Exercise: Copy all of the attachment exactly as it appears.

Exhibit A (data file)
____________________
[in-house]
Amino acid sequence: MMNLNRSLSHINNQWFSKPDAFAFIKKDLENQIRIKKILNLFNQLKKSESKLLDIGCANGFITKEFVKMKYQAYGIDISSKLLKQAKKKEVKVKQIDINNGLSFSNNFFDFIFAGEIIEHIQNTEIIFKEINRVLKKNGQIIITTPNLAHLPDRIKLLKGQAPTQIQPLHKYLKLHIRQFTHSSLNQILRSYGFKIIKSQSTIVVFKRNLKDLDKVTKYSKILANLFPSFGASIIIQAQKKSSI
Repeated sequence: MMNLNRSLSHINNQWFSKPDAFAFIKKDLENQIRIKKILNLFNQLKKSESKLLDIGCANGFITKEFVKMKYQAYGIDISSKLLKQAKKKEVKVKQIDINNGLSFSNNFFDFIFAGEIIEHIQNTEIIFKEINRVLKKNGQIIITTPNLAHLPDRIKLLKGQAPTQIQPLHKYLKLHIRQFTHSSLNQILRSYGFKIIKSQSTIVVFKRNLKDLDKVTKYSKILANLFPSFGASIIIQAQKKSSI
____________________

[in-house]
Amino acid sequence: MMNLNRSLSHINNQWFSKPDAFAFIKKDLENQIRIKKILNLFNQLKKSESKLLDIGCANGFITKEFVKMKYQAYGIDISSKLLKQAKKKEVKVKQIDINNGLSFSNNFFDFIFAGEIIEHIQNTEIIFKEINRVLKKNGQIIITTPNLAHLPDRIKLLKGQAPTQIQPLHKYLKLHIRQFTHSSLNQILRSYGFKIIKSQSTIVVFKRNLKDLDKVTKYSKILANLFPSFGASIIIQAQKKSSI
Repeated sequence: MMNLNRSLSHINNQWFSKPDAFAFIKKDLENQIRIKKILNLFNQLKKSESKLLDIGCANGFITKEFVKMKYQAYGIDISSKLLKQAKKKEVKVKQIDINNGLSFSNNFFDFIFAGEIIEHIQNTEIIFKEINRVLKKNGQIIITTPNLAHLPDRIKLLKGQAPTQIQPLHKYLKLHIRQFTHSSLNQILRSYGFKIIKSQSTIVVFKRNLKDLDKVTKYSKILANLFPSFGASIIIQAQKKSSI